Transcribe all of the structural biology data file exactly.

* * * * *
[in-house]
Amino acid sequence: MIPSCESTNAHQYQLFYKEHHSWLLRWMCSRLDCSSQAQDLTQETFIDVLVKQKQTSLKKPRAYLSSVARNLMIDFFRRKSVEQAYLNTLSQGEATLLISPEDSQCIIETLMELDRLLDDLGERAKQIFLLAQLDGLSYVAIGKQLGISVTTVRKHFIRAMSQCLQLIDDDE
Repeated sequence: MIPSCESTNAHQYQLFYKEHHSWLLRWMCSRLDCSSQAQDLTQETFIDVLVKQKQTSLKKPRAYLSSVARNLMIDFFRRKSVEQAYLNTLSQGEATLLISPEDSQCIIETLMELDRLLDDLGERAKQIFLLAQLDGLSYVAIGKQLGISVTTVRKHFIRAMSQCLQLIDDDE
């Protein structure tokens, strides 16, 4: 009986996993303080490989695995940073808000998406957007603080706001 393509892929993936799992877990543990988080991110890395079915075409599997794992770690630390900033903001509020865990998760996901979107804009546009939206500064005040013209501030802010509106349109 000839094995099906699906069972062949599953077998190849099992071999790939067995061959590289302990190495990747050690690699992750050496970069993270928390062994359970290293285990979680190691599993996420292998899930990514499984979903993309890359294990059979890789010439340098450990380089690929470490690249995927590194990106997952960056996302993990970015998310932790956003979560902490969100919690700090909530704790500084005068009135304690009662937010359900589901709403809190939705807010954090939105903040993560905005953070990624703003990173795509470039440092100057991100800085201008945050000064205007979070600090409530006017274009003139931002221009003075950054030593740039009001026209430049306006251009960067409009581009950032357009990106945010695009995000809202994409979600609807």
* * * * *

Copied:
[in-house]
Amino acid sequence: MIPSCESTNAHQYQLFYKEHHSWLLRWMCSRLDCSSQAQDLTQETFIDVLVKQKQTSLKKPRAYLSSVARNLMIDFFRRKSVEQAYLNTLSQGEATLLISPEDSQCIIETLMELDRLLDDLGERAKQIFLLAQLDGLSYVAIGKQLGISVTTVRKHFIRAMSQCLQLIDDDE
Repeated sequence: MIPSCESTNAHQYQLFYKEHHSWLLRWMCSRLDCSSQAQDLTQETFIDVLVKQKQTSLKKPRAYLSSVARNLMIDFFRRKSVEQAYLNTLSQGEATLLISPEDSQCIIETLMELDRLLDDLGERAKQIFLLAQLDGLSYVAIGKQLGISVTTVRKHFIRAMSQCLQLIDDDE
């Protein structure tokens, strides 16, 4: 009986996993303080490989695995940073808000998406957007603080706001 393509892929993936799992877990543990988080991110890395079915075409599997794992770690630390900033903001509020865990998760996901979107804009546009939206500064005040013209501030802010509106349109 000839094995099906699906069972062949599953077998190849099992071999790939067995061959590289302990190495990747050690690699992750050496970069993270928390062994359970290293285990979680190691599993996420292998899930990514499984979903993309890359294990059979890789010439340098450990380089690929470490690249995927590194990106997952960056996302993990970015998310932790956003979560902490969100919690700090909530704790500084005068009135304690009662937010359900589901709403809190939705807010954090939105903040993560905005953070990624703003990173795509470039440092100057991100800085201008945050000064205007979070600090409530006017274009003139931002221009003075950054030593740039009001026209430049306006251009960067409009581009950032357009990106945010695009995000809202994409979600609807």